Scent of a Woman – 1992
This movie wasn’t bad. It wasn’t great, but it wasn’t as bad as I remember it being. You see, I had watched this movie many years ago and thought it was very slow and very boring. But now, after watching it again, I have changed my opinion. I still think it was very slow, but not as boring as I remember. The movie starred Al Pacino in an Oscar winning performance as Lieutenant Colonel Frank Slade, a mean, old, blind military retiree.
Opposite him is Chris O’Donnell as Charlie Sims, a 17 year old prep-school student who takes on the job of caring for Frank for a weekend. This was O’Donnell’s first leading role in a major film. Of course, Pacino got top billing. But as I go over the plot a little, you’ll see that the character of Slade was really the supporting role. The movie was really a coming-of-age film about Charlie’s journey from boyhood to manhood. Frank Slade was just the catalyst that facilitated Charlie’s transition.
O’Donnell’s performance was adequate, though a bit whiney. However, it was Pacino’s incredible performance that really made the movie. Apparently he did a lot of research in order to believably portray a man who could not see. He was actually pretty amazing. Throw in a brief tango scene with the beautiful Gabrielle Anwar, and you have yourself a movie. Unfortunately, like I mentioned, the pacing of the film was pretty slow. The movie was nearly two and a half hours long, and I think the same story could have been told in under two. For the most part, the plot was well-crafted, but the ending, which was supposed to be inspirational, was ridiculous, and consequently unrealistic. But I’ll get to that in a bit.
So Charlie is going to a fancy rich-boy prep school. He is poor, but he is a model student who is there on a scholarship. The main plot is about how his rich and spoiled hoodlum friends play a prank on the school’s headmaster. Charlie and the leader of the rich kids, George Willis, Jr., played by Phillip Seymour Hoffman, watch the pranksters setting the prank up, and are seen identifying them. The headmaster then threatens to expel Charlie and George if they don’t squeal on them. That’s the main plot.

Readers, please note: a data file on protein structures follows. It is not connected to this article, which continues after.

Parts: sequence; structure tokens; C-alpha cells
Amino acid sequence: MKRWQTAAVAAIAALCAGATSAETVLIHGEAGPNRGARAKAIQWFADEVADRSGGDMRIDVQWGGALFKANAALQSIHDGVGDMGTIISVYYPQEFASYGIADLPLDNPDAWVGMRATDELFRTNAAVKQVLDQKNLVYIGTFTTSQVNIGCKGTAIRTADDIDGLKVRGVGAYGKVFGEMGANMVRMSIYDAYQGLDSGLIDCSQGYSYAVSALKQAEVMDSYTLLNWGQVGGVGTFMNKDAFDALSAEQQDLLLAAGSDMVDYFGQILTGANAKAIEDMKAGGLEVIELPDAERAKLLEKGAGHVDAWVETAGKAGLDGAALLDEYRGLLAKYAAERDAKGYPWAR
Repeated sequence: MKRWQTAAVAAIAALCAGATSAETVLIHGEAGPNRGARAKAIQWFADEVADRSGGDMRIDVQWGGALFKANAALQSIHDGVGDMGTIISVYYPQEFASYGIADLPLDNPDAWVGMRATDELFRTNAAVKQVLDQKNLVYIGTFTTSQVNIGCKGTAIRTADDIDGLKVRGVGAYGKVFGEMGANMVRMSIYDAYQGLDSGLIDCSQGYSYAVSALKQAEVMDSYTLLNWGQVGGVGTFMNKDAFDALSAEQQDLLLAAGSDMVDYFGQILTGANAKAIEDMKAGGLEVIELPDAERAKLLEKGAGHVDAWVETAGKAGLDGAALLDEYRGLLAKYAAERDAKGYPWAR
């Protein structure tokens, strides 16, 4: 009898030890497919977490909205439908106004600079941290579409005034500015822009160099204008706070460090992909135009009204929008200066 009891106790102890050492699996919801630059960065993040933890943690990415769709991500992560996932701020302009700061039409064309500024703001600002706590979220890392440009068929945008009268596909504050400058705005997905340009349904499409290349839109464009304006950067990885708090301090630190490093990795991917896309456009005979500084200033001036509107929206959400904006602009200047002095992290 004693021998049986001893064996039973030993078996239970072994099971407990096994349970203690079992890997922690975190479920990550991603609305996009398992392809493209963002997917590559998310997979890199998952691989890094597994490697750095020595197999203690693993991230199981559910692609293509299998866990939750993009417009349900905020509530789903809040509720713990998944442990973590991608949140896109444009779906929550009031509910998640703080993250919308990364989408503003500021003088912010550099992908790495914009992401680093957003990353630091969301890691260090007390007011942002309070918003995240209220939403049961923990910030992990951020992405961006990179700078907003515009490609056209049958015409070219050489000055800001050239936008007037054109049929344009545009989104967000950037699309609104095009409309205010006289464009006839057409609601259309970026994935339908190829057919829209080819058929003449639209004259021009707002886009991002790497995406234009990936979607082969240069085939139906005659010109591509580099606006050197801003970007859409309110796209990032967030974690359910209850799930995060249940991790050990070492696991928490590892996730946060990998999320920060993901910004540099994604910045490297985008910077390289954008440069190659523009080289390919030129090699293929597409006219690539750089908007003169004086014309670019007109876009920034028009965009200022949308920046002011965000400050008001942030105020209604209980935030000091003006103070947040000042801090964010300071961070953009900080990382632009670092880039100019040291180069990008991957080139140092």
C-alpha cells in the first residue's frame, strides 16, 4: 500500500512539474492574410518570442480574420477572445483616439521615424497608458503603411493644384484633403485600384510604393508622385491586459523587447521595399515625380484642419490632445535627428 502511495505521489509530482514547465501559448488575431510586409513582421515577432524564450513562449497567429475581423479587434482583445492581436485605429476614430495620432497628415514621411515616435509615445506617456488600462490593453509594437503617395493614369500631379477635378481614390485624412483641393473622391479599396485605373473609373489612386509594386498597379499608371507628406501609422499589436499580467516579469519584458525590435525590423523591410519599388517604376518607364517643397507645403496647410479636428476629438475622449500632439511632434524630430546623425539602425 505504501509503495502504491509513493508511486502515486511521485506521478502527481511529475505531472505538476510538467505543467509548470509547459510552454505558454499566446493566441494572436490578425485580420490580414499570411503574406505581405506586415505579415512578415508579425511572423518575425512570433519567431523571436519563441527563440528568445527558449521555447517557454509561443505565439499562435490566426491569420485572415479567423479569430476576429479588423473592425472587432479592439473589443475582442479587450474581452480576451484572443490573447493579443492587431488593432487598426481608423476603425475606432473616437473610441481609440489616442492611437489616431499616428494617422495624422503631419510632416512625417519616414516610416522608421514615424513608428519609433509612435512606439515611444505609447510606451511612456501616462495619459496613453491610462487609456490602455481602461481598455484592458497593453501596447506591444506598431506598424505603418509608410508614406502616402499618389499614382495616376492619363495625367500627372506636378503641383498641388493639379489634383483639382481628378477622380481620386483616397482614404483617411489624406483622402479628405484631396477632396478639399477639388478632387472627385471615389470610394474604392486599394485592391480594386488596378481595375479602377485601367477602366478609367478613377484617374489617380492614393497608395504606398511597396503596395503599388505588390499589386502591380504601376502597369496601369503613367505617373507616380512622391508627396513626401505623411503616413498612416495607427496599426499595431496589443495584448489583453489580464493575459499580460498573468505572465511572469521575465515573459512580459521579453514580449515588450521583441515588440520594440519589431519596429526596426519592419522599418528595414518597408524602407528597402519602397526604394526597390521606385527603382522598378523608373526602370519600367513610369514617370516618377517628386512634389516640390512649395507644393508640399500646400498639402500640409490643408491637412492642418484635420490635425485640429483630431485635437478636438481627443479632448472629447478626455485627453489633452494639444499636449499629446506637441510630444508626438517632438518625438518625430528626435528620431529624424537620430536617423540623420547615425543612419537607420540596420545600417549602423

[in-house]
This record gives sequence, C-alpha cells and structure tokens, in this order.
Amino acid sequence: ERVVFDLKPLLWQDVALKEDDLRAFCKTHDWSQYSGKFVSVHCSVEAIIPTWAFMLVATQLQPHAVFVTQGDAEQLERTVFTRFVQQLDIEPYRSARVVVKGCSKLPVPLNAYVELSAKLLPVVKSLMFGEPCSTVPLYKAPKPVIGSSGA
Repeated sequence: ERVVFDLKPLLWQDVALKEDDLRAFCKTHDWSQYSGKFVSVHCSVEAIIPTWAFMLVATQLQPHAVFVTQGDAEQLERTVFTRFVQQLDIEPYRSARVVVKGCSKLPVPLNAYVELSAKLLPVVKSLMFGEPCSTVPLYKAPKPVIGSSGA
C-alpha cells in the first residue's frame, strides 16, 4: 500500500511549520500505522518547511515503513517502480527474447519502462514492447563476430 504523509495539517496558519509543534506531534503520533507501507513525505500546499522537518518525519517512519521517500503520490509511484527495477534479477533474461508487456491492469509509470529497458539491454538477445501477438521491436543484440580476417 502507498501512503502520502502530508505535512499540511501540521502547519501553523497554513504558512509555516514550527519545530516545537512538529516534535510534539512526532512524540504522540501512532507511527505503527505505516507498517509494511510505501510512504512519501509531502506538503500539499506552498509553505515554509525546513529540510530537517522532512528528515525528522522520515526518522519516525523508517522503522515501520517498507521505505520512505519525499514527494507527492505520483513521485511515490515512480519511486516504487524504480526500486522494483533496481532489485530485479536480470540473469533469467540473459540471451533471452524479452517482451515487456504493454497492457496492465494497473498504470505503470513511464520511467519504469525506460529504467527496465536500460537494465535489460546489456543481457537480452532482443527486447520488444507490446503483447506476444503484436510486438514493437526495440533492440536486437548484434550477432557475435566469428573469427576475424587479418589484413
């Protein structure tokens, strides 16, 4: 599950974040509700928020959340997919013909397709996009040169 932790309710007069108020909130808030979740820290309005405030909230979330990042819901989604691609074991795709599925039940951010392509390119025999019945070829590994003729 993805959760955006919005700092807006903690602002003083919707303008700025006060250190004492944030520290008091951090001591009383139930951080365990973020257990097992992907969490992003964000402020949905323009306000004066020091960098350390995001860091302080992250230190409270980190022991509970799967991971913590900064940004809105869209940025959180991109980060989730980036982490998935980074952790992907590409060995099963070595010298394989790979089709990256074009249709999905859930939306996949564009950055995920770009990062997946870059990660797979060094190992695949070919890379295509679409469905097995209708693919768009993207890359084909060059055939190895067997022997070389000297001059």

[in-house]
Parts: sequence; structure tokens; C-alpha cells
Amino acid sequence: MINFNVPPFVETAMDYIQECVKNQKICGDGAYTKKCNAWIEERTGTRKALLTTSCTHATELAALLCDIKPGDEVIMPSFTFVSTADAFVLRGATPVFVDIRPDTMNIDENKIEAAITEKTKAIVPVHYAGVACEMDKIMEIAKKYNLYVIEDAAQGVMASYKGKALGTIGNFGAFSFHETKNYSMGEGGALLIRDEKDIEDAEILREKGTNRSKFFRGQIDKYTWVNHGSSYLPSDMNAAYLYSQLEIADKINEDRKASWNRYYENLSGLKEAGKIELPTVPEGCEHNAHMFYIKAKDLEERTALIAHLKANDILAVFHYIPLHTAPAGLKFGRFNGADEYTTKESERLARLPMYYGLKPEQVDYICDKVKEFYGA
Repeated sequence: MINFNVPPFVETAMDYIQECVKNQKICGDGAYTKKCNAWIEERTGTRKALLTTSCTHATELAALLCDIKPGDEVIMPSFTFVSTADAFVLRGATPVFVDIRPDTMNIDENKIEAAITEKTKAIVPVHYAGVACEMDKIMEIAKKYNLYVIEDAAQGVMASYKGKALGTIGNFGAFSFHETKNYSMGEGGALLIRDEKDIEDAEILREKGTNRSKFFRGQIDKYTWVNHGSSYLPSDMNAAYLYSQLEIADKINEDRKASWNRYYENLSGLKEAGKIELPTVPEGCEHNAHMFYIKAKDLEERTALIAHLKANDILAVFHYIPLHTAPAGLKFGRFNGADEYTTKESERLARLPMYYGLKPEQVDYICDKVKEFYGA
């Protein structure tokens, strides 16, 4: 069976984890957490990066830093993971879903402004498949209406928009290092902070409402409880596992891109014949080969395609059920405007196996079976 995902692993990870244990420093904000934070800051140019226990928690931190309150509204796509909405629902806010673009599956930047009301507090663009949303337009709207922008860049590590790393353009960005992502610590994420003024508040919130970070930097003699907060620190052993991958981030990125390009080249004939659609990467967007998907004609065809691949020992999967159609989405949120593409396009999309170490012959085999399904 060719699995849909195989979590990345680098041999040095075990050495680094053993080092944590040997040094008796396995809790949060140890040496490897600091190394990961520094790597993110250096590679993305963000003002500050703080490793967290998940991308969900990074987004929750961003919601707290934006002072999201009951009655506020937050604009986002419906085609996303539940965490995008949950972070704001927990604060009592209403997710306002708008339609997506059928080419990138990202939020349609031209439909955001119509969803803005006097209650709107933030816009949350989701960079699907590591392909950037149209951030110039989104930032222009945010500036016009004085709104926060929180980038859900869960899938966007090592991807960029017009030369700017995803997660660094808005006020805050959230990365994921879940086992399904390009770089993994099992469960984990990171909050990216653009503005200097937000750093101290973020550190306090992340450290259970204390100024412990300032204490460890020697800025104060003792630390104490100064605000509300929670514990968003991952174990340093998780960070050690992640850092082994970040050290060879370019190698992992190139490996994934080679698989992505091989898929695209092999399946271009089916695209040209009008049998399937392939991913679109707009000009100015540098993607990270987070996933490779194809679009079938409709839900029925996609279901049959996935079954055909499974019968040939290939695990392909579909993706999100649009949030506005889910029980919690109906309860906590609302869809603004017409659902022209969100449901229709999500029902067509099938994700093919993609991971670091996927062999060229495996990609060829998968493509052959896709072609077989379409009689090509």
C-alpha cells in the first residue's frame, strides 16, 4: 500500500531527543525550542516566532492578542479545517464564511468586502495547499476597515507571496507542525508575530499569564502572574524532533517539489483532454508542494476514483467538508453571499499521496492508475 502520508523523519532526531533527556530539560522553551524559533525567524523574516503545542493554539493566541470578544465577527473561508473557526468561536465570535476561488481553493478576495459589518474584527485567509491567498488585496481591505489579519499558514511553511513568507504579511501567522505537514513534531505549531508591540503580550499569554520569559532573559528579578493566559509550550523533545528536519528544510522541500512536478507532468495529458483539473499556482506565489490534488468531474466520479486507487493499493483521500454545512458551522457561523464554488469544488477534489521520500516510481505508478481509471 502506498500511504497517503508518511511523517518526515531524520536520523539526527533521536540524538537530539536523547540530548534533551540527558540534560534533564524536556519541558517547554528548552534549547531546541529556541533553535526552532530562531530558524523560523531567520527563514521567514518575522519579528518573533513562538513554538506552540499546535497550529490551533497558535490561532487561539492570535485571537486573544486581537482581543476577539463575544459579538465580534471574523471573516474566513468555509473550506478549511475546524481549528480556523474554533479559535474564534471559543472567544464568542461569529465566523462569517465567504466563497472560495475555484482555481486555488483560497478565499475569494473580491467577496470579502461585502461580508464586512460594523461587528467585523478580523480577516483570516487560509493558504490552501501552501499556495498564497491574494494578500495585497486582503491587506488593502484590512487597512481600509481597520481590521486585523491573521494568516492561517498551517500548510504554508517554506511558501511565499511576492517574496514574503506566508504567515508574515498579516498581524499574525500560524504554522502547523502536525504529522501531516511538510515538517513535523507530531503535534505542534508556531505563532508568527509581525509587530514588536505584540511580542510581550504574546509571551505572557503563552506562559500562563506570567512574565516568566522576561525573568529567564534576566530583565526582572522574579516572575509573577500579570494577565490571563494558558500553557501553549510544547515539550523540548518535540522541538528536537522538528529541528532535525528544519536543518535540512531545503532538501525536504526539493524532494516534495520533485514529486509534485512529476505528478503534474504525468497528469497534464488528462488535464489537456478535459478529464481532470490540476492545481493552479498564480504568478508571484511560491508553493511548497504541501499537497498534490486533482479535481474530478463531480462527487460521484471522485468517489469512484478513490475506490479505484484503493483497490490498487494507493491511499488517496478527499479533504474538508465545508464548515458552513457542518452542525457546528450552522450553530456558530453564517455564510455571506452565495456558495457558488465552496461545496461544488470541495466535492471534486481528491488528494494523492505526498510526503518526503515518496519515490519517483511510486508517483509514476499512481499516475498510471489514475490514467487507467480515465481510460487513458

But really, all anyone really remembers about the movie is Al Pacino. The character of Frank Slade has a much more interesting story-line, even though I would really call it a sub-plot. He is a mean, cantankerous, lecherous, old man, and he knows it. He is bitter about his disability. He drinks heavily and is a functional alcoholic. He lies to get what he wants. He habitually verbally abuses both friends and family members alike. There is no reason anyone in the world would like him.
To earn some extra cash, Charlie agrees to stay with him while the family that cares for him go on a vacation. But Frank manipulates Charlie into going on a big spree in New York City. They stay at the Waldorf-Astoria, eat at the Oak Room at the Plaza Hotel, hire high-class hookers, and test-drive a hundred thousand dollar Ferrari. Charlie reluctantly agrees to go along with frank until he learns that the spree is Frank’s last “Hoo-ah!” before committing suicide. And while I’m on the subject, that annoying catch phrase wasn’t quite as annoying this time around.
Apparently Frank is so depressed about his blindness and his inability to care for himself that he wants to end it all. Anyway, to make a long story short, Charlie and Frank become friends and the young man convinces the older man to go on living. But that brings us to the ridiculous ending. Charlie can either squeal on the rich kids, who he doesn’t even like, and get a free ride to Harvard, or keep silent and ruin his scholastic career. He chooses the noble path and stays silent.
But then Frank walks into the school’s public hearing. And after the jerk of a headmaster, Mr. Trask, played by James Rebhorn, recommends that Charlie be expelled, Frank stands up and makes an impassioned speech, praising Charlie and further shaming the headmaster. He flippantly tells the entire student body and the staff how Trask would rather crush the obviously innocent Charlie and excuse the obviously guilty George because his father is a major financial donor to the school. After his foul-mouthed speech, the rest of the faculty agrees to punish the rich kids and excuse Charlie.
OK, first, Trask would not have been able to punish Charlie with expulsion in the first place, because Charlie did not commit the crime. Second, as far as Trask knew, Frank was a stranger off the street, and he would not have been allowed to speak at the proceedings. Third, If Trask was enough of a jerk as to expel Charlie, knowing that he was being used as a scapegoat because he was in the wrong place at the wrong time, he would not have listened to the arrogant and crass Frank Slade. The verbal lashing would have been met with incredulity and dismissal, and rightly so. Frank had no right to interfere with the proceedings at a school with which he had never, in any way, been associated. So Frank ends up getting Charlie out of hot water, and Charlie ends up making Frank become a nicer person. If you ask me, it was just unrealistic.